One clean hybrid tech that Honda remains at best ambivalent about is plug-in hybrids, which can be charged overnight using a home electricity supply. Echoing comments made by Honda execs at the Tokyo Motor Show, Fukui reiterated that Honda doesn't have high expectations for the tech. [See: 11/20/2007, GM's Plug-In Push, http://www.businessweek.com/autos/content/nov2007/bw20071120_443524.htm?chan=search] One problem, Fukui points out, is that while an electric car is possible with a "dramatic evolution in batteries" a plug-in hybrid "requires a full size engine and fuel tank on top of that." That's something which would increase weight, decrease fuel efficiency and add to the cost. "I'm not convinced why you would want to have that in the first place," he says.

Growth Everywhere But Japan

Even without the hybrid assault, Honda is lining up plenty of growth for 2008 and beyond. Indeed, the company is projecting growth in 2008 in every market except Japan, where Honda sales are set to close the year down by 12% at 620,000 units this year. Honda expects its overall auto sales to rise 6% to 3.76 million vehicles during 2007. In November, it produced more cars in a single month, 363,532, than at any time in its history. "We think Honda looks attractive from a long-term investment perspective," Tatsuo Yoshida, an analyst at UBS (UBS) noted in a recent research note. Yoshida, who projects Honda's net earnings will rise 9.6% to $7.9 billion this year, rates Honda a "buy".

In the U.S., which accounts for about 41% of Honda's global auto sales, the new Accord, introduced in September, and the opening of new factory in Indiana next fall (the company's seventh U.S. plant) will help Honda continue to gain sales in an otherwise shrinking market. One factor: stubbornly high gasoline prices will help sales of Honda gas sippers. "If you look at the overall trend there's a shift towards smaller cars and fuel efficiency. Those are the customer requirements that will support our products," says Koichi Kondo, Honda's North American chief, who sat alongside the CEO at the Shinagawa conference. Fukui also reiterated that Honda will introduce its new, clean, diesel engine technology into the U.S. in 2009—around the same time it begins launching new hybrids.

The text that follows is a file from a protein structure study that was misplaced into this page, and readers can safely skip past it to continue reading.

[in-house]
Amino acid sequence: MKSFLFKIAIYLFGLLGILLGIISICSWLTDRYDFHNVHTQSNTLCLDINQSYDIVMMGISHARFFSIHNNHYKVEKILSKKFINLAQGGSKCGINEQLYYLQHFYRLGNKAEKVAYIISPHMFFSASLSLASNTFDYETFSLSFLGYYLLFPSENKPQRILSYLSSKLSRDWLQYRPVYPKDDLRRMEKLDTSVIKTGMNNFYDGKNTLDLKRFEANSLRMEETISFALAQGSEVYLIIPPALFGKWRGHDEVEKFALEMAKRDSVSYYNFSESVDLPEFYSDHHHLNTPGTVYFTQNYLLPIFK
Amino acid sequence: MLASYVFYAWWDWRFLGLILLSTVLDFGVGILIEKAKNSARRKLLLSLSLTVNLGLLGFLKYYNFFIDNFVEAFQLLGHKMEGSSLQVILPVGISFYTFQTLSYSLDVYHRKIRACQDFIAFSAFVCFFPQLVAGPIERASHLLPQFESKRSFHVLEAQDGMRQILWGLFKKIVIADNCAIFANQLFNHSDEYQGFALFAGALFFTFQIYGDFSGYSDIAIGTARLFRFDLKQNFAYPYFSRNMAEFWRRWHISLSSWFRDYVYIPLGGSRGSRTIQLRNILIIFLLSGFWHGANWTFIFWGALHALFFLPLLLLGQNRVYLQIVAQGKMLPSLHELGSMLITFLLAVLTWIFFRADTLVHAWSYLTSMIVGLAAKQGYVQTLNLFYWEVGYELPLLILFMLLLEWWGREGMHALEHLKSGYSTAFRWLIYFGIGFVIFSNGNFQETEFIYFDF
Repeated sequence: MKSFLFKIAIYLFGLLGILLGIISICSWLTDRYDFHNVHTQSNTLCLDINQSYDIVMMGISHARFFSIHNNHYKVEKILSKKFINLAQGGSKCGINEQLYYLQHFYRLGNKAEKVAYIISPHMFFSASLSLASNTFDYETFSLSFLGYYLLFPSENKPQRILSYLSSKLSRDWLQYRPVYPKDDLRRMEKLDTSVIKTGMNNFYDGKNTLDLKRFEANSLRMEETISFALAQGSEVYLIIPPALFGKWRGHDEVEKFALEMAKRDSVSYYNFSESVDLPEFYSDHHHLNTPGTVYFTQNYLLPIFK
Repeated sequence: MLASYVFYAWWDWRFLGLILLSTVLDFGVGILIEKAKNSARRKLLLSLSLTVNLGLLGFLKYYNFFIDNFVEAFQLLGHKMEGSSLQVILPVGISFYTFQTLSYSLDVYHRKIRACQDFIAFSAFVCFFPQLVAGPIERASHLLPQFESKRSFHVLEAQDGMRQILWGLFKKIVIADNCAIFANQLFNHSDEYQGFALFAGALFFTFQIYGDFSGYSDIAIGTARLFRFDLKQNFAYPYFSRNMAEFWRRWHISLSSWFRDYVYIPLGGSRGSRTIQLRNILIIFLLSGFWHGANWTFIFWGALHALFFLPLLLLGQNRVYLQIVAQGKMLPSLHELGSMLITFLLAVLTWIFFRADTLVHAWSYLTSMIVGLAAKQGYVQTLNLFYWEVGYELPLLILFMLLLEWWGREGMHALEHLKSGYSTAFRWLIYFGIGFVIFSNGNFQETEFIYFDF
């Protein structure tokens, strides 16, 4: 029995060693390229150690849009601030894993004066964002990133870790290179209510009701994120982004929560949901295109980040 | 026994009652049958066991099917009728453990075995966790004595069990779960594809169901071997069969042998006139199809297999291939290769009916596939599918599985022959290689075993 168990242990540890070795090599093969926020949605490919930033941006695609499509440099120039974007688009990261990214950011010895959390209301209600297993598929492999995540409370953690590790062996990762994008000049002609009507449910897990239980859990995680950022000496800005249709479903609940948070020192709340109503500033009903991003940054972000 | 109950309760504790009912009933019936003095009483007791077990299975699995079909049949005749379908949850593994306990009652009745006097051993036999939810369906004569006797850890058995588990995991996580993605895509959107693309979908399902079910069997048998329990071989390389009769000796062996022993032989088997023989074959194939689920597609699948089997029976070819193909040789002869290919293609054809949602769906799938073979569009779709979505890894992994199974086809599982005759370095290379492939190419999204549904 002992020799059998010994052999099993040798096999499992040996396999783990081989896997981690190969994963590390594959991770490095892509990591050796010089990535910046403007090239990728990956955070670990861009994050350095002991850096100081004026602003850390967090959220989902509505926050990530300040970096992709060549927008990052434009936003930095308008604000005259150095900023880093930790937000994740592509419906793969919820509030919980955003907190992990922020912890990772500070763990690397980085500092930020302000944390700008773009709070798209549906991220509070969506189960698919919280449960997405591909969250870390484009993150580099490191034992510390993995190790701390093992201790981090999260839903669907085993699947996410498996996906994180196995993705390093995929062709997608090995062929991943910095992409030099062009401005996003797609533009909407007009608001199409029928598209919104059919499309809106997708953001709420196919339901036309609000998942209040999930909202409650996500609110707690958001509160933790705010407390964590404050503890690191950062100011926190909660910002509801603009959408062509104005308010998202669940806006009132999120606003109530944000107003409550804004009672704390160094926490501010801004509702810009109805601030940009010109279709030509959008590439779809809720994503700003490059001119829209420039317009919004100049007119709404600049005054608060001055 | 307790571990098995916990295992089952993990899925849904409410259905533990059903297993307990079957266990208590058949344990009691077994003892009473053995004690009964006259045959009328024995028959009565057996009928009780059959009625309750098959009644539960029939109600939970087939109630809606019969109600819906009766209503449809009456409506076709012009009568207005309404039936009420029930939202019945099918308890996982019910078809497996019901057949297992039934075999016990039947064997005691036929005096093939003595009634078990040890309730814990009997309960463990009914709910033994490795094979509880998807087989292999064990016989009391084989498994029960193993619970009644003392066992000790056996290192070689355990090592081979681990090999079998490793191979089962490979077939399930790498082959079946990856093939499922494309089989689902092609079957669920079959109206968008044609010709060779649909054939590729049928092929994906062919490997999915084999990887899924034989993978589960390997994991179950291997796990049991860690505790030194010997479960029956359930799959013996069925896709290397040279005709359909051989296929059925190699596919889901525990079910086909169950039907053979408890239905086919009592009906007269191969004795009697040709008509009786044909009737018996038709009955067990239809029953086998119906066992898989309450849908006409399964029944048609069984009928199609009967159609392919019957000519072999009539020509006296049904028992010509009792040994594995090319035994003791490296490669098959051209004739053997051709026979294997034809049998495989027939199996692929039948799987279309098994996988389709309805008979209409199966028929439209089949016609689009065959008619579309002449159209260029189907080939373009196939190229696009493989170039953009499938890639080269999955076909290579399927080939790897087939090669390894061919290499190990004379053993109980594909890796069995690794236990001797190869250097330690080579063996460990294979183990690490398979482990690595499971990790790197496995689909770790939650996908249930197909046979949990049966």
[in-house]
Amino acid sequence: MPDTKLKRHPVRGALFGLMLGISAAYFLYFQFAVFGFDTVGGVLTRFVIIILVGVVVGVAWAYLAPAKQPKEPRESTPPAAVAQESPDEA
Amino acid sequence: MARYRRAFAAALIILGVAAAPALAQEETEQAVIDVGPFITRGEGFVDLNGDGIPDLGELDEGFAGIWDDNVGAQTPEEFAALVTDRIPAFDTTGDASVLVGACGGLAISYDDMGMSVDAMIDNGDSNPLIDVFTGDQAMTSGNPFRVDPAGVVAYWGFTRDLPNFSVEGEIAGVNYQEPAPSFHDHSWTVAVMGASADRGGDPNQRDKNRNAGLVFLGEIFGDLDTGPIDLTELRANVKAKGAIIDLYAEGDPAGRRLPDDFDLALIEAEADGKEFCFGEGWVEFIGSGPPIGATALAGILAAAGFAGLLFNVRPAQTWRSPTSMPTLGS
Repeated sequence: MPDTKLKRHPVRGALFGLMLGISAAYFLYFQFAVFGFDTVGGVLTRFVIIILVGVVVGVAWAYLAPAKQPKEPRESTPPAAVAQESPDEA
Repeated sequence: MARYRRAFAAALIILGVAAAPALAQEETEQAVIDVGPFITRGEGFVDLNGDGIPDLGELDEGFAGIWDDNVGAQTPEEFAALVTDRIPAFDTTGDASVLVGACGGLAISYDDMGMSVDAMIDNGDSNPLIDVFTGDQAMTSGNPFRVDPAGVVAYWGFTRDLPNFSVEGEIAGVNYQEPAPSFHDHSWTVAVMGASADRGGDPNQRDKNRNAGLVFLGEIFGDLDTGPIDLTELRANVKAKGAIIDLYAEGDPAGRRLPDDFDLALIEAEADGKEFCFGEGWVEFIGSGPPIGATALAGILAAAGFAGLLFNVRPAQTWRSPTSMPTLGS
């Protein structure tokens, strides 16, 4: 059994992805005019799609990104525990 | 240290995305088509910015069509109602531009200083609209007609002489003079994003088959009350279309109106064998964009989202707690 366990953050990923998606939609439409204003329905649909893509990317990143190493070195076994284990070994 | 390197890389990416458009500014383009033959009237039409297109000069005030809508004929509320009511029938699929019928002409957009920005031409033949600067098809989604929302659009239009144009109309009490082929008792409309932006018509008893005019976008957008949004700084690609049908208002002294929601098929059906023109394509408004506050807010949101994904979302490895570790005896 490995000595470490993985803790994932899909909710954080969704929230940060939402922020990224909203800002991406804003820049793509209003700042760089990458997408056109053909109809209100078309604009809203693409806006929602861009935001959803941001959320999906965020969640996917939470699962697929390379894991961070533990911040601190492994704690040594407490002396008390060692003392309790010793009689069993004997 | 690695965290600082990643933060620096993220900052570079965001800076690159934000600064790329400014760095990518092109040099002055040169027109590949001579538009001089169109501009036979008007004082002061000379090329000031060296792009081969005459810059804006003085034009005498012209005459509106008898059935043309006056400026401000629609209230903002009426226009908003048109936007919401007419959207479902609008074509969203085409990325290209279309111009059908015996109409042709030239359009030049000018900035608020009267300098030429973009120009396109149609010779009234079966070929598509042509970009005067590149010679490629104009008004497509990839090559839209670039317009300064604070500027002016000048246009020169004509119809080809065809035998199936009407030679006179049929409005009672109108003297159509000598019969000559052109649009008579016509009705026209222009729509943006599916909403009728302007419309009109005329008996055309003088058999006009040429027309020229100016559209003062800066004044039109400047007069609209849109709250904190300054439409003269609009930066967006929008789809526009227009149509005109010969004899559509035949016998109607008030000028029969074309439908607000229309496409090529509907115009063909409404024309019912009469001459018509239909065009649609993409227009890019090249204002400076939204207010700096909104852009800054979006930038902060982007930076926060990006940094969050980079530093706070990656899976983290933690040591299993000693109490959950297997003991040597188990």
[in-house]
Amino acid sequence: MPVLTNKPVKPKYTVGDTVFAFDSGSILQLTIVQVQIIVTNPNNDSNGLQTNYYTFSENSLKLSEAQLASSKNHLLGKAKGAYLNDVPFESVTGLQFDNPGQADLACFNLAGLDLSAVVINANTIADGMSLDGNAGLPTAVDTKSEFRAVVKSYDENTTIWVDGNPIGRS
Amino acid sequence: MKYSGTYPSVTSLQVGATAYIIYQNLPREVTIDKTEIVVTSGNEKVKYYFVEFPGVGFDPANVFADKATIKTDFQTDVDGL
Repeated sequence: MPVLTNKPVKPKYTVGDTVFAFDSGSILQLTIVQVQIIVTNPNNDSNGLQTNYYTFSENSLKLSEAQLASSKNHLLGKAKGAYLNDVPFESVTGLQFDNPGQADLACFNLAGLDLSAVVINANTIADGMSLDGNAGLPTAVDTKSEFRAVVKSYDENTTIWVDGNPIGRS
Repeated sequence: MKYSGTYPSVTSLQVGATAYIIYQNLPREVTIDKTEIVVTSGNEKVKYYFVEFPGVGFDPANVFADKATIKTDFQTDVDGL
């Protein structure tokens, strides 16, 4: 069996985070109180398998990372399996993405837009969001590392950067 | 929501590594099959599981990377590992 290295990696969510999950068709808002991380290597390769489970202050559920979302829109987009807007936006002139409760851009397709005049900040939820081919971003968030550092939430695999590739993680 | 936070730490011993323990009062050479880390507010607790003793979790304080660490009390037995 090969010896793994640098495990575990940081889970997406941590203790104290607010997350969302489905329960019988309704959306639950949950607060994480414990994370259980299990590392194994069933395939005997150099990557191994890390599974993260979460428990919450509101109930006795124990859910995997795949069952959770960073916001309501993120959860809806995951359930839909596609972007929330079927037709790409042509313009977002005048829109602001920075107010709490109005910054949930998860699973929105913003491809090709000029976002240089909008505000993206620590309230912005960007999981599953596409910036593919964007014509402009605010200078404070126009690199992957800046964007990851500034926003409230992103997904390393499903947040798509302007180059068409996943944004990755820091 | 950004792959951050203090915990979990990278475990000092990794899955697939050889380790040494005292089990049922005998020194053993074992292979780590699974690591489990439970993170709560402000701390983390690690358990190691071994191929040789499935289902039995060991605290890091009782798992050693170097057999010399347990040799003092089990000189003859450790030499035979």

But other regions of the world will be Honda's biggest source of growth in the months ahead. In Europe, Asia and South America, the company is set to post strong gains this year and, aided by numerous new plants, expects to do so again in 2008. In China, where sales rocketed 30% this year, the company projects further growth of 17% to 490,000 units in 2008. In the rest of Asia, not including Japan, it's a similar story with sales predicted to rise 20% to 415,000. In India, Honda doubled capacity to 100,000 this year and has begun building a second auto plant, which will be operational from 2009. Another new plant in Thailand will begin production in the second half of next year.

In Europe, fueled by rising demand in Russia and Central Europe, sales are expected to end 2007 23% higher than a year earlier at 380,000 and should reach 420,000 by the end of 2008. And in South America, where sales are projected to rise 30% in 2007 at 118,000, Honda is adding capacity at its Brazilian plant and, last month, began construction of new factory in Argentina. With so much activity across the globe, the Honda chief's vision of overall growth despite localized weakness makes a lot of sense.